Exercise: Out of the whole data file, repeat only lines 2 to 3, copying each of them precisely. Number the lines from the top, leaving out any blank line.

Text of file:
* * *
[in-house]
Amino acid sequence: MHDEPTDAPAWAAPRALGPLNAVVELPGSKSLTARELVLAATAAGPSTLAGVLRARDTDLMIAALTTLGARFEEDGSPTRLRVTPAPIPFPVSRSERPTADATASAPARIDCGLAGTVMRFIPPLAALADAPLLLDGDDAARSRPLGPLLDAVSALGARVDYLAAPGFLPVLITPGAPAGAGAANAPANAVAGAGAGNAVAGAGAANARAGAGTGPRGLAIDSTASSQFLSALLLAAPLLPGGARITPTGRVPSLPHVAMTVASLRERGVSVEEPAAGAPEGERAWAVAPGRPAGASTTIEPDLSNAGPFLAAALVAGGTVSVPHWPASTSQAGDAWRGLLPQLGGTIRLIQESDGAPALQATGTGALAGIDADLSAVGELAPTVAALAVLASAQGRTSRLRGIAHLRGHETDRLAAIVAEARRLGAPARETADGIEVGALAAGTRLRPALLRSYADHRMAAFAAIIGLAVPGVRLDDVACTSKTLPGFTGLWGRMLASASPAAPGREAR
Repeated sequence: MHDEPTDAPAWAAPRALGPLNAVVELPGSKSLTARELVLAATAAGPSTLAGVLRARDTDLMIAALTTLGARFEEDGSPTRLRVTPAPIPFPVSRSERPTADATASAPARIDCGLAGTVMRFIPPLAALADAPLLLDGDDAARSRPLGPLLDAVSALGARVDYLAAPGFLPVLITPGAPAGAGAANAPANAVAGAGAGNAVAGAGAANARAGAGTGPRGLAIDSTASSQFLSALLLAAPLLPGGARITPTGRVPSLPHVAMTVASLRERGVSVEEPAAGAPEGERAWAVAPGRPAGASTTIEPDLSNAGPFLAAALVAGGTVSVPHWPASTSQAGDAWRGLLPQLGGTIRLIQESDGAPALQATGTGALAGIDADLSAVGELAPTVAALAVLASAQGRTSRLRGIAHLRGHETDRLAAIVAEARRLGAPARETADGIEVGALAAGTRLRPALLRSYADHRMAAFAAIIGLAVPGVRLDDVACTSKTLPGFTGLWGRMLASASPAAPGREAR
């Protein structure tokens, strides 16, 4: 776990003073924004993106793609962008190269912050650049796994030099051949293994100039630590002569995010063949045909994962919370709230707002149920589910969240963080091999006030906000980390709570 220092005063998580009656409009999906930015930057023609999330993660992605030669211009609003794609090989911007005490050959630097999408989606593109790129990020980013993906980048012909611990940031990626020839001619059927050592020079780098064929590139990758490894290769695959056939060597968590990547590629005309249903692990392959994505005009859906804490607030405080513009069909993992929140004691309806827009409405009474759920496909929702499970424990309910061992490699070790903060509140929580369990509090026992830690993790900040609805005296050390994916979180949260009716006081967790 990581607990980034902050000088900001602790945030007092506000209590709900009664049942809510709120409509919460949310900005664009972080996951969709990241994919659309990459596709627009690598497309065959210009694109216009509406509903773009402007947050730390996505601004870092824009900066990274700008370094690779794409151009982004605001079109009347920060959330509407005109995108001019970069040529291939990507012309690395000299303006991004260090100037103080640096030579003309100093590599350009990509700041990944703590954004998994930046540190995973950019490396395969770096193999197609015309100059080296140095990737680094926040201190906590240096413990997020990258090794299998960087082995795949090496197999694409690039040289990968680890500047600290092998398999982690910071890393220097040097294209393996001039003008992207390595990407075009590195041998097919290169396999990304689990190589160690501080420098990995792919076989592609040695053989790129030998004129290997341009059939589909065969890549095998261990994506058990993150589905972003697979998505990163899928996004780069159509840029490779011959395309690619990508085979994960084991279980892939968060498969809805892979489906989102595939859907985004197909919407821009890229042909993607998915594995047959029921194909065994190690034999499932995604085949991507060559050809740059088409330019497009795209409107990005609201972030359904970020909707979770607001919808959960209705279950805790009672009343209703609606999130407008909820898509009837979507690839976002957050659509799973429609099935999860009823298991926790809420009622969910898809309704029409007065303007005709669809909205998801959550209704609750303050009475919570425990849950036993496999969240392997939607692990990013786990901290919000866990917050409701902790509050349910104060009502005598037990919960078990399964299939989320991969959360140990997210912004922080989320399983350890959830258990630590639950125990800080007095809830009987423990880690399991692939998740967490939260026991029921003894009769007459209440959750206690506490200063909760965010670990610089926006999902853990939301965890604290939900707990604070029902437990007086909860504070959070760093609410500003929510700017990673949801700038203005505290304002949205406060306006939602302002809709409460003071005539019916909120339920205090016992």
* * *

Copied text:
Amino acid sequence: MHDEPTDAPAWAAPRALGPLNAVVELPGSKSLTARELVLAATAAGPSTLAGVLRARDTDLMIAALTTLGARFEEDGSPTRLRVTPAPIPFPVSRSERPTADATASAPARIDCGLAGTVMRFIPPLAALADAPLLLDGDDAARSRPLGPLLDAVSALGARVDYLAAPGFLPVLITPGAPAGAGAANAPANAVAGAGAGNAVAGAGAANARAGAGTGPRGLAIDSTASSQFLSALLLAAPLLPGGARITPTGRVPSLPHVAMTVASLRERGVSVEEPAAGAPEGERAWAVAPGRPAGASTTIEPDLSNAGPFLAAALVAGGTVSVPHWPASTSQAGDAWRGLLPQLGGTIRLIQESDGAPALQATGTGALAGIDADLSAVGELAPTVAALAVLASAQGRTSRLRGIAHLRGHETDRLAAIVAEARRLGAPARETADGIEVGALAAGTRLRPALLRSYADHRMAAFAAIIGLAVPGVRLDDVACTSKTLPGFTGLWGRMLASASPAAPGREAR
Repeated sequence: MHDEPTDAPAWAAPRALGPLNAVVELPGSKSLTARELVLAATAAGPSTLAGVLRARDTDLMIAALTTLGARFEEDGSPTRLRVTPAPIPFPVSRSERPTADATASAPARIDCGLAGTVMRFIPPLAALADAPLLLDGDDAARSRPLGPLLDAVSALGARVDYLAAPGFLPVLITPGAPAGAGAANAPANAVAGAGAGNAVAGAGAANARAGAGTGPRGLAIDSTASSQFLSALLLAAPLLPGGARITPTGRVPSLPHVAMTVASLRERGVSVEEPAAGAPEGERAWAVAPGRPAGASTTIEPDLSNAGPFLAAALVAGGTVSVPHWPASTSQAGDAWRGLLPQLGGTIRLIQESDGAPALQATGTGALAGIDADLSAVGELAPTVAALAVLASAQGRTSRLRGIAHLRGHETDRLAAIVAEARRLGAPARETADGIEVGALAAGTRLRPALLRSYADHRMAAFAAIIGLAVPGVRLDDVACTSKTLPGFTGLWGRMLASASPAAPGREAR